August 03, 2014 | Python |

Koch Snowflake and the Thue-Morse Sequence

When you first study recursion, you will invariably run into a "factorial" example. But if you are lucky, you will also run into a far more interesting algorithm - one that draws a fractal geometry construct called the "Koch snowflake". This curve was discovered in 1904 by Swedish mathematician Helge von Koch [1]. Drawing this curve is straightforward, and we will do so using Python turtle graphics. But this curve also has a deeper connection with a mathematical sequence called the Thue-Morse sequence [2], which we will explore in a bit.

Koch Snowflake Construction

The Koch snowflake being a fractal, its structure can be defined in terms of itself. The math involved is shown in the figure below.

Once you know how to draw the line $$A_{1}-P_{1}-P_{2}-P_{3}-B$$ you can draw the curve recursively as follows.

drawKoch(A, B):
   if |AB| < delta:
      draw A-P1-P2-P3-B
      drawKoch(A, P1)
      drawKoch(P1, P2)
      drawKoch(P2, PP3)
      drawKoch(P3, B)

Now we are ready to draw this with turtle. The output is shown below. (Full code listing at the end of this article.)

Connection with the Thue-Morse Sequence

The Thue-Morse sequence is constructed as follows:

  1. Start with 0.
  2. Append the complement. You get 01.
  3. Repeat the previous step.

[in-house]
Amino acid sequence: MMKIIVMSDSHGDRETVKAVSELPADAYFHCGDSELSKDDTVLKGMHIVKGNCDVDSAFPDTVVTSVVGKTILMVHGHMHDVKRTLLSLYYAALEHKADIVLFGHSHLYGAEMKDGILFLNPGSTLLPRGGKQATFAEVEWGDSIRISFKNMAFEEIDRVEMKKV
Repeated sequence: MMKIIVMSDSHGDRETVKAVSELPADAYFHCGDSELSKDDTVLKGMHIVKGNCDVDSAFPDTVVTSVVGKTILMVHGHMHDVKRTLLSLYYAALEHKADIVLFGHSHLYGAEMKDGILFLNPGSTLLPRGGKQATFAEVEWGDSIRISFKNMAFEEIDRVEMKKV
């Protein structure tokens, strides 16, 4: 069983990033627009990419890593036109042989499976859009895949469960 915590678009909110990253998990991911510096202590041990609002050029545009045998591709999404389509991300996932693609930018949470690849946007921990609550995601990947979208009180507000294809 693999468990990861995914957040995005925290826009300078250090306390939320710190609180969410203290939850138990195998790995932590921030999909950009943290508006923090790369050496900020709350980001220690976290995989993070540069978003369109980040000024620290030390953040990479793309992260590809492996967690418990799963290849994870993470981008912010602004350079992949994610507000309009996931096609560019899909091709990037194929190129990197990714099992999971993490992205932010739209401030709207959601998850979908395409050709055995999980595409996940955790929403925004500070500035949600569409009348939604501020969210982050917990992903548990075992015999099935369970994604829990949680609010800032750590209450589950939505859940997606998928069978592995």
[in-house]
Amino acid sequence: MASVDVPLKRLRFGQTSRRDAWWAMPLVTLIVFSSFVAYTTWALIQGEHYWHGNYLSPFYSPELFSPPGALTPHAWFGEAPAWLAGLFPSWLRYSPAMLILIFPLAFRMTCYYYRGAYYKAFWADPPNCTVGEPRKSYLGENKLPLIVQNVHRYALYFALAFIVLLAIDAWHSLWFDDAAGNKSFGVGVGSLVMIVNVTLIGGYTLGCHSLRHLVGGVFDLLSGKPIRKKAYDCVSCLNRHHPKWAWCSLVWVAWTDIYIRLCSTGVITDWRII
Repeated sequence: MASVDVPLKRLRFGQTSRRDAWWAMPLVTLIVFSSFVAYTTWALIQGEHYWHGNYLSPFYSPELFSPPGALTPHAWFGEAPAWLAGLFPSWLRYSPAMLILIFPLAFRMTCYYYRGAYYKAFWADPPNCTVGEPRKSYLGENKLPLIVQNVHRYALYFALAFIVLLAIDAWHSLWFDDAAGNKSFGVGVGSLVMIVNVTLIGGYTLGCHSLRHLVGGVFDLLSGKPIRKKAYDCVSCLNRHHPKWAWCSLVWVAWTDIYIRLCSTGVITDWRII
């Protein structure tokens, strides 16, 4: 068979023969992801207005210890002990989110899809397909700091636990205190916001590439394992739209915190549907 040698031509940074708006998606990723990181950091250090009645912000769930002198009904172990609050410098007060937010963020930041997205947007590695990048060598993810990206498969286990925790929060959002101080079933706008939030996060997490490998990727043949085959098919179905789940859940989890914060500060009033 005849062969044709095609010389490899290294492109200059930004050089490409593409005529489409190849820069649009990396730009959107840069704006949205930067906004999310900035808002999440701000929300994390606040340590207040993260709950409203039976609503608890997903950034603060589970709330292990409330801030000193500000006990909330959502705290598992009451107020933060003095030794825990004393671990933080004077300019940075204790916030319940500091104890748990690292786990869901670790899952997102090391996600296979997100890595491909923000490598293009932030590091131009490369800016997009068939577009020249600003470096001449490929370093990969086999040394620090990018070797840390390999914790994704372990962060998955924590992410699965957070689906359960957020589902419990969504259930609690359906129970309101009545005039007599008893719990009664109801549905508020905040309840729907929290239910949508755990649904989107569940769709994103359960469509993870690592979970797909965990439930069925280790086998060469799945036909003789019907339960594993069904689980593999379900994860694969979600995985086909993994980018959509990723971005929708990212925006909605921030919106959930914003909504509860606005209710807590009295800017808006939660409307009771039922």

Here are the first five terms of the above procedure:


Now, consider the following drawing procedure.

Let \( t(n) \) be the Thue-Morse sequence.

  • If \( t(n) \) is 0, move forward by one unit.
  • If \( t(n) \) is 1, rotate (just change heading, don't move) by 60 degrees anti-clockwise.

Keep repeating the above procedure, and guess what you get? Something astonishingly similar to the Koch snowflake! This idea has been explored by Jun Ma and Judy Holdener, in their 2005 paper "When Thue-Morse Meets Koch" [3]. The paper is not for the faint of heart, and although I am no mathematician, it looks like you need a background in Abstract Algebra and Topology to understand it. But you don't need to know much to draw it. Here is what you get when you put turtle to task to draw the above.

I think this is mind-blowing, and this is why I love mathematics! ;-)

Below is the full source code. Notice that we use a Python generator to create the Thue-Morse sequence.

To see the traditional Koch snowflake, run as:


To see the Thue-Morse magic in action, run as:

$python --thue


  3. JUN MA AND JUDY HOLDENER, "When Thue-Morse meets Koch," Fractals: Complex Geometry, Patterns, and Scaling in Nature and Society,13(2005) 191-206.


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